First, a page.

So close to 20 years ago, on a visit to my Aunt Sheila's house, we were served a curried pumpkin soup. To this day it remains one of the most amazing dishes I have ever eaten. About 10 years ago, I asked her about the recipe. Not only doesn't she remember where she got the recipe, she has no memory of making the dish. So for the past several years off and on I have tried to recreate it. And after several dozen attempts I have begun to suspect that I will never actually be able to recreate a fantasy that has, in all likelihood, ranged far from reality. As for this soup, well, it is not that soup. But it's still pretty tasty.
Roasting the pumpkin was definitely a good idea and the preserved lemons (although a bit odd sounding) were a real eye-opener, brightening the soup without being identifiable. As a caveat, I would seriously recommend to hold off on adding salt until the preserved lemons have had a chance to leach what salt remains on them into the soup. —Niknud
pumpkin, cut into manageable pieces
medium onion, diced
sweet curry powder (Penzey's is great)
cans coconut milk (full fat)
fresh ginger, grated
preserved lemon, peel and pith only, diced fine
Preheat the oven to 365. Split the pumpkin manageable size pieces and remove the seeds. Brush with melted butter (or you can use some additional walnut oil) and sprinkle with sea salt. Roast for about an hour (it took me 85 minutes so translating to sea level will probably put it around the hour mark). When the pumpkin has cooled enough to handle, remove the skins and cut into smaller pieces
In a heavy bottomed large pot, heat walnut oil until hot. Add the diced onion and cook until soft and translucent, about 7 minutes.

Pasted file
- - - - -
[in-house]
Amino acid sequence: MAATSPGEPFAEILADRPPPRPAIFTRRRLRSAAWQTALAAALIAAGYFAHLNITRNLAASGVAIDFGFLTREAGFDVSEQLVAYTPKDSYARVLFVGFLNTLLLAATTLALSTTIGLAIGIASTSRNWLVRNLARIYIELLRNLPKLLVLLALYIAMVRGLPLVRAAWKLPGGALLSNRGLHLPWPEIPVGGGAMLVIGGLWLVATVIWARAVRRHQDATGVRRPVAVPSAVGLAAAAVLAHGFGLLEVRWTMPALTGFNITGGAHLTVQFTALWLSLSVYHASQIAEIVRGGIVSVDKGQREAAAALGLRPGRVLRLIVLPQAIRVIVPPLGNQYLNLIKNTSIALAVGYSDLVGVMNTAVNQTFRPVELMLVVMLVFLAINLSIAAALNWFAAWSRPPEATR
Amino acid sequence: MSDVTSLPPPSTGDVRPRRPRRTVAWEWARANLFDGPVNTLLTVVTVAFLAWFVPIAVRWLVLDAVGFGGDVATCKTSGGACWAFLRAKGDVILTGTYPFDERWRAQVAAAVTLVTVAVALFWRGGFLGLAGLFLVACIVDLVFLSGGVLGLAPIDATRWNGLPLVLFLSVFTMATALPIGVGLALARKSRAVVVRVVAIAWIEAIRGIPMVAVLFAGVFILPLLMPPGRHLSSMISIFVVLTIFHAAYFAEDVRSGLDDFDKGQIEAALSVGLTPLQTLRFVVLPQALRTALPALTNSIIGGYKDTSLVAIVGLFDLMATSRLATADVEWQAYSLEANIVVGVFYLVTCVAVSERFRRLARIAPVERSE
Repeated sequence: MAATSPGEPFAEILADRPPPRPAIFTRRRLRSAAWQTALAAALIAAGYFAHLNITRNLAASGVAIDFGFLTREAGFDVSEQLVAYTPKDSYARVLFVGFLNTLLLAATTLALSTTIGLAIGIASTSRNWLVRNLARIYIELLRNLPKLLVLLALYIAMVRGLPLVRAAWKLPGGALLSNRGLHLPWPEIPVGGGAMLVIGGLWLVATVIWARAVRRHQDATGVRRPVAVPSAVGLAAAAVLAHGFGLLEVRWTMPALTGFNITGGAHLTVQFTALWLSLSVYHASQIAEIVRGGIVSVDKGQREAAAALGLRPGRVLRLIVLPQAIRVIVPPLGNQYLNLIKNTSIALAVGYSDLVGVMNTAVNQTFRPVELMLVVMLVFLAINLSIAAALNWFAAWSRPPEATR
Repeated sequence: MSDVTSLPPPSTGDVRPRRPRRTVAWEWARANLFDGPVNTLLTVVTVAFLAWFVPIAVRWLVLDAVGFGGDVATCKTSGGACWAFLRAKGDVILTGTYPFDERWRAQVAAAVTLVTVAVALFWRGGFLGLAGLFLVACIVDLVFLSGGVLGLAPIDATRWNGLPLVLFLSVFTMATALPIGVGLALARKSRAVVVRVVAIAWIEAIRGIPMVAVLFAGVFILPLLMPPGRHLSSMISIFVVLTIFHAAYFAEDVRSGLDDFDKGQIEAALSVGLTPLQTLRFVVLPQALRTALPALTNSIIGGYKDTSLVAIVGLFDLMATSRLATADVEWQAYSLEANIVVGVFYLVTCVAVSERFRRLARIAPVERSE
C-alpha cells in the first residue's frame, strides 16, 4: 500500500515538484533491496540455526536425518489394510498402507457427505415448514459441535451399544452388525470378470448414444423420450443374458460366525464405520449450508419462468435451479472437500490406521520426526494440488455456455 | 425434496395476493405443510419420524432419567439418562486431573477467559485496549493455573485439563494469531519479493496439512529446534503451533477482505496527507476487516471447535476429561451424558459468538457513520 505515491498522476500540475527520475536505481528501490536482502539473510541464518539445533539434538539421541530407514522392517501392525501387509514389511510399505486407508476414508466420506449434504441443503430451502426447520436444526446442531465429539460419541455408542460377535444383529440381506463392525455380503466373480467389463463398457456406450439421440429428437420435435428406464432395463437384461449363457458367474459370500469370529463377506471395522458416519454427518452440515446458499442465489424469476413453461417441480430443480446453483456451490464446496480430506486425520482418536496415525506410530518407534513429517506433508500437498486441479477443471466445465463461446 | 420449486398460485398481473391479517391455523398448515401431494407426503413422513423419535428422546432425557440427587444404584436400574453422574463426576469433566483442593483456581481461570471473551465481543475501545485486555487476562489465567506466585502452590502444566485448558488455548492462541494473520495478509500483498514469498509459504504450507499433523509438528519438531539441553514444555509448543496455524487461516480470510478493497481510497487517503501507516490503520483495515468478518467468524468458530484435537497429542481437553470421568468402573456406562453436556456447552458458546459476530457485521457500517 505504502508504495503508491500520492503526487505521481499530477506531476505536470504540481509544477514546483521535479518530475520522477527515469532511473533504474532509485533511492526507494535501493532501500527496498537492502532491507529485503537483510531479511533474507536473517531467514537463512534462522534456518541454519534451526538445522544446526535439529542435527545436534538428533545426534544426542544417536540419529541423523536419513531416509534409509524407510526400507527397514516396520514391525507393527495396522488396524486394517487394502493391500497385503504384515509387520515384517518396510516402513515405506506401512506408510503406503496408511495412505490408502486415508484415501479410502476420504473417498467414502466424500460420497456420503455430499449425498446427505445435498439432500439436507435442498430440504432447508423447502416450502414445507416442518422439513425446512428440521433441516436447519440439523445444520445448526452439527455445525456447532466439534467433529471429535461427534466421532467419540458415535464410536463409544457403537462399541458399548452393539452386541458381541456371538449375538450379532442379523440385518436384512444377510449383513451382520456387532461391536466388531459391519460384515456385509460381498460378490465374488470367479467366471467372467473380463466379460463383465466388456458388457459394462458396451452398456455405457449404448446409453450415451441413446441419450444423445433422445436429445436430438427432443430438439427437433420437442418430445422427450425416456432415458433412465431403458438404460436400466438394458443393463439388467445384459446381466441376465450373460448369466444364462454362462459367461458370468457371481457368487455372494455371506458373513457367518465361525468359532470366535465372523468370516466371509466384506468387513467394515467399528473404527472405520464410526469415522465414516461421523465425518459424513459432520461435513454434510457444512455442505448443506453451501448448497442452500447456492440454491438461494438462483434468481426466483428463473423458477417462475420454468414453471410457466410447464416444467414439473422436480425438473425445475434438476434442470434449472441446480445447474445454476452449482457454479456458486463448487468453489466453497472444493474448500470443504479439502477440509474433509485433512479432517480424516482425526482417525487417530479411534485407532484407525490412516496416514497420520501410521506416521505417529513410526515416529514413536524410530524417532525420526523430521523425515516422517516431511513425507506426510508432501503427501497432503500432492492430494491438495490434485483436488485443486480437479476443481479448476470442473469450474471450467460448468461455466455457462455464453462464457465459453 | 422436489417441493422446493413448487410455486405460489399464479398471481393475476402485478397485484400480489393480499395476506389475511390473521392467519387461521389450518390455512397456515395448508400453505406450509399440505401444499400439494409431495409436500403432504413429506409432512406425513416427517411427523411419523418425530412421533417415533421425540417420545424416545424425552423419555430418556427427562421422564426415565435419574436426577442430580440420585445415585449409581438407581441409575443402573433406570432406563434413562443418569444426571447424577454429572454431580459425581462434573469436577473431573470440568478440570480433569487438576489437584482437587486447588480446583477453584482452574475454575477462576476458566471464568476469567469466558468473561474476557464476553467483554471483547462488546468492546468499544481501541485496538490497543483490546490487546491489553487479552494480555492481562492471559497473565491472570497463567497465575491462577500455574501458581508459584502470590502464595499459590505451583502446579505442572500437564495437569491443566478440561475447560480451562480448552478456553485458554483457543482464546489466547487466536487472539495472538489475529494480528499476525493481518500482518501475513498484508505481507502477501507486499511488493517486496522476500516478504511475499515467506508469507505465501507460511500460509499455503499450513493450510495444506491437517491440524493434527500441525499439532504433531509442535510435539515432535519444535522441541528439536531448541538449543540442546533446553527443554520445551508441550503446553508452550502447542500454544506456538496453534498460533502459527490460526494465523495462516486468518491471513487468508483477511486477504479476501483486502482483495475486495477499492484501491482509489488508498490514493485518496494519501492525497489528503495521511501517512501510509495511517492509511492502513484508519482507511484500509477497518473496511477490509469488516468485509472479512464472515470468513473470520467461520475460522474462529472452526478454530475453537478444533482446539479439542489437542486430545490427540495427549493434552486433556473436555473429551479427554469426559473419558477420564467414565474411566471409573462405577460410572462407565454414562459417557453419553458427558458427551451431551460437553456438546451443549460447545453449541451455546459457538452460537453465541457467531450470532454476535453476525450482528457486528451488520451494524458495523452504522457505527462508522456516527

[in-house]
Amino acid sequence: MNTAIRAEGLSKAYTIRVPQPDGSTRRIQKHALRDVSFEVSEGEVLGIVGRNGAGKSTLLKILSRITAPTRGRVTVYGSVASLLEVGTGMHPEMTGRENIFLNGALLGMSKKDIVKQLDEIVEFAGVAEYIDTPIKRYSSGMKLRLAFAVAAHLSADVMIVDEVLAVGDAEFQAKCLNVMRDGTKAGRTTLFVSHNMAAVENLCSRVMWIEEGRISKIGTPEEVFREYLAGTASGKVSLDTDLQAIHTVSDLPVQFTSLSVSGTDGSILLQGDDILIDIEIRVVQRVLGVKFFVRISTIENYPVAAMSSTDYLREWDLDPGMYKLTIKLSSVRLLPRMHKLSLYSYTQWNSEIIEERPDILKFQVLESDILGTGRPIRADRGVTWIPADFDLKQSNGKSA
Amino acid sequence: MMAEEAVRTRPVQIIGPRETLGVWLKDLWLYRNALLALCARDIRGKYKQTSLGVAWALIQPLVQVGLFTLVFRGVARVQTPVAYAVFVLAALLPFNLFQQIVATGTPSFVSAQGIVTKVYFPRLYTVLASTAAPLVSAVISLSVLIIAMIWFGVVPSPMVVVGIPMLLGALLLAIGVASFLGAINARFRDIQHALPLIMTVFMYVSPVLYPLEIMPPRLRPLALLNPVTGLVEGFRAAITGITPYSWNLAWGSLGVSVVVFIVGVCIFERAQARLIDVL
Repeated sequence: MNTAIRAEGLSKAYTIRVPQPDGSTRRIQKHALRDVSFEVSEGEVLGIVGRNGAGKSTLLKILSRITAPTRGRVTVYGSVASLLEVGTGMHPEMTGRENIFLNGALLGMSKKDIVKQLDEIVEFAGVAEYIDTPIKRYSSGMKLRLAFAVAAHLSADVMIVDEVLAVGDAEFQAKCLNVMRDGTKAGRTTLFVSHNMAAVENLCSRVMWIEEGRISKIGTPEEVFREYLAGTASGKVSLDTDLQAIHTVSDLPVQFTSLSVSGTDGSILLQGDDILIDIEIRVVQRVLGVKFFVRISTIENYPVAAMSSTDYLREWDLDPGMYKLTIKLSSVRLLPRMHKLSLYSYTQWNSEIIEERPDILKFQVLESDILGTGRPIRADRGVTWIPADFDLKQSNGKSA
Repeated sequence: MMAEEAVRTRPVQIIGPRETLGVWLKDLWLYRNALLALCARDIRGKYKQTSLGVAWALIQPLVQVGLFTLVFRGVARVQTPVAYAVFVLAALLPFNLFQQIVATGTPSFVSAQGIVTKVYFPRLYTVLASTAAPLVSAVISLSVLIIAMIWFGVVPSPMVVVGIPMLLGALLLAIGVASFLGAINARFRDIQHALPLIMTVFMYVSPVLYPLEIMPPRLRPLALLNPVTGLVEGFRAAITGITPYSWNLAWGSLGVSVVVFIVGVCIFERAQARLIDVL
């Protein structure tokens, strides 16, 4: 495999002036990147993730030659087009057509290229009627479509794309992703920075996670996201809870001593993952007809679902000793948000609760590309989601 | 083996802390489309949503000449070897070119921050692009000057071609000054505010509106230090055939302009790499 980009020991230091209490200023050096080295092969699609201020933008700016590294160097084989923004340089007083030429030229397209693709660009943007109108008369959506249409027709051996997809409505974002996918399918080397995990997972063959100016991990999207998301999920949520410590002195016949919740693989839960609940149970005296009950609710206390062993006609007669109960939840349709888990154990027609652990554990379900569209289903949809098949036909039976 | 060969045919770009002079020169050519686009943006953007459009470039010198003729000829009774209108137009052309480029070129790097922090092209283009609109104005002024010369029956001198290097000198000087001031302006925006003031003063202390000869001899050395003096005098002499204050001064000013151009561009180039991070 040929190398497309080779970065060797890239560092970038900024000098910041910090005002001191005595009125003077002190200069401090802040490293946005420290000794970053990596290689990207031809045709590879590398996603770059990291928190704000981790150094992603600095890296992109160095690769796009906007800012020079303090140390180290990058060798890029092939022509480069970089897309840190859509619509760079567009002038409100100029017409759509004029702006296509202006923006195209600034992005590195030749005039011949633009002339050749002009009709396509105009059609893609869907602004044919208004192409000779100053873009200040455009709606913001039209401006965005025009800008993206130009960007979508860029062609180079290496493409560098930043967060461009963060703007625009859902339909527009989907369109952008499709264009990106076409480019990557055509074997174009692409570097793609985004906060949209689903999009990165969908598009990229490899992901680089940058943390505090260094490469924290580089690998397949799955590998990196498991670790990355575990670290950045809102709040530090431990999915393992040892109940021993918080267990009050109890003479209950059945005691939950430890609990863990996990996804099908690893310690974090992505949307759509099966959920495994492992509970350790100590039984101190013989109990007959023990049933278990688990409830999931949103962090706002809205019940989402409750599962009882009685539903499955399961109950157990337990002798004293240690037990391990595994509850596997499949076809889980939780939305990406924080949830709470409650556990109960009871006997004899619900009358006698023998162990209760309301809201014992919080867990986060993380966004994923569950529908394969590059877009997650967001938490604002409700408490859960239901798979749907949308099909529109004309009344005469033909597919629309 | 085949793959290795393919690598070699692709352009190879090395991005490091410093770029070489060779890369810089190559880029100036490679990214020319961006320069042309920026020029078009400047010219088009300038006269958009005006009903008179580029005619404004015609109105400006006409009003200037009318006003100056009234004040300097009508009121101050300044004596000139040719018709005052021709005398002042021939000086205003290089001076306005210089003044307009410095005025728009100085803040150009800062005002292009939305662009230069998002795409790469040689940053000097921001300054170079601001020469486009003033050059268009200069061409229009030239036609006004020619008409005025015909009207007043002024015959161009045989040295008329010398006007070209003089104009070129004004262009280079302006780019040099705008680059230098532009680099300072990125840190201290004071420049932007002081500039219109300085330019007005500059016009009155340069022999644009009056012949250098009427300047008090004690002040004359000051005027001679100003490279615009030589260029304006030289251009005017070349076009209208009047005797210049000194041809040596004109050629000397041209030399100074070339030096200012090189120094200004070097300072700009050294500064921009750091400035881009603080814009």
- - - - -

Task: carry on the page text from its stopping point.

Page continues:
When the onions are done, add the chicken broth and pumpkin and bring to a boil. Reduce heat and add the curry powder. Simmer for about an hour.
When the vegetables are soft enough, remove from heat and puree using a immersion blender. Don't stress a few lumpy bits.
Return to low heat. Add the coconut milk, grated ginger, cayenne and preserved lemons (don't forget to rinse the lemons well). Stir and let it sit around and ponder the mysteries of life until the ingredients have had a chance to get to know one another. Only then should you add salt if it needs any.
Full-time working wife and mother of two small boys whose obsessive need to cook delicious food is threatening to take over what little free time I have. I grew up in a family of serious cookers but didn't learn to cook myself until I got married and got out of the military and discovered the joys of micro-graters, ethiopian food, immersion blenders and watching my husband roll around on the floor after four servings of pulled pork tamales (with real lard!) complaining that he's so full he can't feel his legs. Trying to graduate from novice cooker to ranked amateur. The days of 'the biscuit incident of aught five' as my husband refers to it are long past but I still haven't tried my hand at paella so I'm a work in progress!